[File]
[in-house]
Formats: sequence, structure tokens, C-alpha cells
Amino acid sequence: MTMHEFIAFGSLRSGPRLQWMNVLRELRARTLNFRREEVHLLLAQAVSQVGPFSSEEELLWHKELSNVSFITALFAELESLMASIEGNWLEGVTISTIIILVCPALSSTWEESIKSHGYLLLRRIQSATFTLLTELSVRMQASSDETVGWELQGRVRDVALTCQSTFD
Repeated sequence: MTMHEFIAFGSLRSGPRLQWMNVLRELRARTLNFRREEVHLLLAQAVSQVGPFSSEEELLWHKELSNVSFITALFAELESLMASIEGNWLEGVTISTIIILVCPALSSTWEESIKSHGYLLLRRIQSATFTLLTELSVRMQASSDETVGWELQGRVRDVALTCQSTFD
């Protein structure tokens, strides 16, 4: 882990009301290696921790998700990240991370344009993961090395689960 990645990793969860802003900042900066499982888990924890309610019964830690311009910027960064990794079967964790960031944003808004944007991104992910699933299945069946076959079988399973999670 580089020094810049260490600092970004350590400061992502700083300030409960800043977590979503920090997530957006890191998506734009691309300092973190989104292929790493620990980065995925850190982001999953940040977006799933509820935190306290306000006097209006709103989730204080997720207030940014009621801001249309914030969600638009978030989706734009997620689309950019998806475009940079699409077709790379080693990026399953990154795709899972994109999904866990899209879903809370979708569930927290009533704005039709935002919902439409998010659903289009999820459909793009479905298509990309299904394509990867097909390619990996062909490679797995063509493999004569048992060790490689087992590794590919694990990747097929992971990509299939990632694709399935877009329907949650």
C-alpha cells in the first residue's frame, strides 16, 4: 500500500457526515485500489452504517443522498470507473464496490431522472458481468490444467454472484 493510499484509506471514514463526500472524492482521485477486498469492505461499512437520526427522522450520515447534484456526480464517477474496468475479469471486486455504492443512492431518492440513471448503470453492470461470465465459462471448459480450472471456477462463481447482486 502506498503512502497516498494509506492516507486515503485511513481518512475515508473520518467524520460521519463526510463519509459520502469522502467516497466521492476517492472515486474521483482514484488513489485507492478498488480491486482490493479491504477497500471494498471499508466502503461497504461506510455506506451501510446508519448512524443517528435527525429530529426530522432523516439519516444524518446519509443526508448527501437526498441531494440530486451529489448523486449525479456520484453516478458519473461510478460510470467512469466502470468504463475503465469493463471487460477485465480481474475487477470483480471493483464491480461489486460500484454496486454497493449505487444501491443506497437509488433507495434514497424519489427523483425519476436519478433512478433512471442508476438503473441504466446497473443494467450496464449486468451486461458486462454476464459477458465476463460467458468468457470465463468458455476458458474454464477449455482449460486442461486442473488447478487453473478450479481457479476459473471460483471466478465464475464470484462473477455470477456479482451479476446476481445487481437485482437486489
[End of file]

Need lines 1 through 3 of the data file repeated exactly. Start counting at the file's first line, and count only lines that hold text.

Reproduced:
[in-house]
Formats: sequence, structure tokens, C-alpha cells
Amino acid sequence: MTMHEFIAFGSLRSGPRLQWMNVLRELRARTLNFRREEVHLLLAQAVSQVGPFSSEEELLWHKELSNVSFITALFAELESLMASIEGNWLEGVTISTIIILVCPALSSTWEESIKSHGYLLLRRIQSATFTLLTELSVRMQASSDETVGWELQGRVRDVALTCQSTFD